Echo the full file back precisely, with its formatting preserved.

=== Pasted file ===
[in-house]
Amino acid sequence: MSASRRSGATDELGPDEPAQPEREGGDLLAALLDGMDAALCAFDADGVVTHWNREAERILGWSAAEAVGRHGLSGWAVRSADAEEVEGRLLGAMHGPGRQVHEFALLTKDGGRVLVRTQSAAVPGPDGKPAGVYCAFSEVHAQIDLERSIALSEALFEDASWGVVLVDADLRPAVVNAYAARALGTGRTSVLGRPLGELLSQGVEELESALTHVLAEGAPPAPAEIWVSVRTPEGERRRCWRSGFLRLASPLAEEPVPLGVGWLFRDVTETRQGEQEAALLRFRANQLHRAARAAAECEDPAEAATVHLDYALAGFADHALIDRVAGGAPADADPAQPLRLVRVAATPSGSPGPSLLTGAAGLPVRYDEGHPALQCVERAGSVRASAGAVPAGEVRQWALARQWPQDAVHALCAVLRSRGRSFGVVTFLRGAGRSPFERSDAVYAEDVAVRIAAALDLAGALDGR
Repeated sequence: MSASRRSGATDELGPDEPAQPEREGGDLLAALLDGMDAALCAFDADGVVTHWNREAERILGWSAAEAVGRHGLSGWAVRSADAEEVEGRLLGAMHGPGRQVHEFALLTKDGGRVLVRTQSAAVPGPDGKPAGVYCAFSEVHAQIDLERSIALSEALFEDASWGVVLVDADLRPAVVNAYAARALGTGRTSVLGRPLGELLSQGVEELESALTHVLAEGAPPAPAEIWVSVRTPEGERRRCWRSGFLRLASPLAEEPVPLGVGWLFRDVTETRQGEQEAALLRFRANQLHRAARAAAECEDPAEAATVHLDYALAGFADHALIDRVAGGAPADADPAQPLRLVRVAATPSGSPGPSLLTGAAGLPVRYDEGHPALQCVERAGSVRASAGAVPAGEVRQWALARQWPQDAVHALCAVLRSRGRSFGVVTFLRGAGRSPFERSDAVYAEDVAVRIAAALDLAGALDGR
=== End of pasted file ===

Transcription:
[in-house]
Amino acid sequence: MSASRRSGATDELGPDEPAQPEREGGDLLAALLDGMDAALCAFDADGVVTHWNREAERILGWSAAEAVGRHGLSGWAVRSADAEEVEGRLLGAMHGPGRQVHEFALLTKDGGRVLVRTQSAAVPGPDGKPAGVYCAFSEVHAQIDLERSIALSEALFEDASWGVVLVDADLRPAVVNAYAARALGTGRTSVLGRPLGELLSQGVEELESALTHVLAEGAPPAPAEIWVSVRTPEGERRRCWRSGFLRLASPLAEEPVPLGVGWLFRDVTETRQGEQEAALLRFRANQLHRAARAAAECEDPAEAATVHLDYALAGFADHALIDRVAGGAPADADPAQPLRLVRVAATPSGSPGPSLLTGAAGLPVRYDEGHPALQCVERAGSVRASAGAVPAGEVRQWALARQWPQDAVHALCAVLRSRGRSFGVVTFLRGAGRSPFERSDAVYAEDVAVRIAAALDLAGALDGR
Repeated sequence: MSASRRSGATDELGPDEPAQPEREGGDLLAALLDGMDAALCAFDADGVVTHWNREAERILGWSAAEAVGRHGLSGWAVRSADAEEVEGRLLGAMHGPGRQVHEFALLTKDGGRVLVRTQSAAVPGPDGKPAGVYCAFSEVHAQIDLERSIALSEALFEDASWGVVLVDADLRPAVVNAYAARALGTGRTSVLGRPLGELLSQGVEELESALTHVLAEGAPPAPAEIWVSVRTPEGERRRCWRSGFLRLASPLAEEPVPLGVGWLFRDVTETRQGEQEAALLRFRANQLHRAARAAAECEDPAEAATVHLDYALAGFADHALIDRVAGGAPADADPAQPLRLVRVAATPSGSPGPSLLTGAAGLPVRYDEGHPALQCVERAGSVRASAGAVPAGEVRQWALARQWPQDAVHALCAVLRSRGRSFGVVTFLRGAGRSPFERSDAVYAEDVAVRIAAALDLAGALDGR